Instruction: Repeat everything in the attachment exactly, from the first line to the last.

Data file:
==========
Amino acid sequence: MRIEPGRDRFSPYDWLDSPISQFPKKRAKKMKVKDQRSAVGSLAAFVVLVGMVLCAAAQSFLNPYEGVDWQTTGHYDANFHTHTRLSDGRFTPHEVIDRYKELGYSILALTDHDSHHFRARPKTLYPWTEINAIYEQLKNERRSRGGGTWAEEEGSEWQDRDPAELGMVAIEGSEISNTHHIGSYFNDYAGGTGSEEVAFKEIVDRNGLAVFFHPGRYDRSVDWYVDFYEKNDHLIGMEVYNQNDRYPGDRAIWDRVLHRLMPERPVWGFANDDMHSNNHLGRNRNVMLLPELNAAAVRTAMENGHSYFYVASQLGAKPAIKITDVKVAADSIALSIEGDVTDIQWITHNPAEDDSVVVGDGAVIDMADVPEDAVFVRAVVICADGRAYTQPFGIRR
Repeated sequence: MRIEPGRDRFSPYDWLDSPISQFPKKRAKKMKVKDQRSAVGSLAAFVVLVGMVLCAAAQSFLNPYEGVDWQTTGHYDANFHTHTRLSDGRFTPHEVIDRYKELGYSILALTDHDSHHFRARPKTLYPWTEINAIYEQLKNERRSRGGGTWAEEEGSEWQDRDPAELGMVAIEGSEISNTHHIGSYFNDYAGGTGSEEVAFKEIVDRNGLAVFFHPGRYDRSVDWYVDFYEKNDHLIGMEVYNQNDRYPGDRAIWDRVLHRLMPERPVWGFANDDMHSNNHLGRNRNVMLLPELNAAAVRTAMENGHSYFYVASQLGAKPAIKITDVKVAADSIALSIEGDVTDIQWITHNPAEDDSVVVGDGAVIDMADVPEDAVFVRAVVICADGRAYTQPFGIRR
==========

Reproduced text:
Amino acid sequence: MRIEPGRDRFSPYDWLDSPISQFPKKRAKKMKVKDQRSAVGSLAAFVVLVGMVLCAAAQSFLNPYEGVDWQTTGHYDANFHTHTRLSDGRFTPHEVIDRYKELGYSILALTDHDSHHFRARPKTLYPWTEINAIYEQLKNERRSRGGGTWAEEEGSEWQDRDPAELGMVAIEGSEISNTHHIGSYFNDYAGGTGSEEVAFKEIVDRNGLAVFFHPGRYDRSVDWYVDFYEKNDHLIGMEVYNQNDRYPGDRAIWDRVLHRLMPERPVWGFANDDMHSNNHLGRNRNVMLLPELNAAAVRTAMENGHSYFYVASQLGAKPAIKITDVKVAADSIALSIEGDVTDIQWITHNPAEDDSVVVGDGAVIDMADVPEDAVFVRAVVICADGRAYTQPFGIRR
Repeated sequence: MRIEPGRDRFSPYDWLDSPISQFPKKRAKKMKVKDQRSAVGSLAAFVVLVGMVLCAAAQSFLNPYEGVDWQTTGHYDANFHTHTRLSDGRFTPHEVIDRYKELGYSILALTDHDSHHFRARPKTLYPWTEINAIYEQLKNERRSRGGGTWAEEEGSEWQDRDPAELGMVAIEGSEISNTHHIGSYFNDYAGGTGSEEVAFKEIVDRNGLAVFFHPGRYDRSVDWYVDFYEKNDHLIGMEVYNQNDRYPGDRAIWDRVLHRLMPERPVWGFANDDMHSNNHLGRNRNVMLLPELNAAAVRTAMENGHSYFYVASQLGAKPAIKITDVKVAADSIALSIEGDVTDIQWITHNPAEDDSVVVGDGAVIDMADVPEDAVFVRAVVICADGRAYTQPFGIRR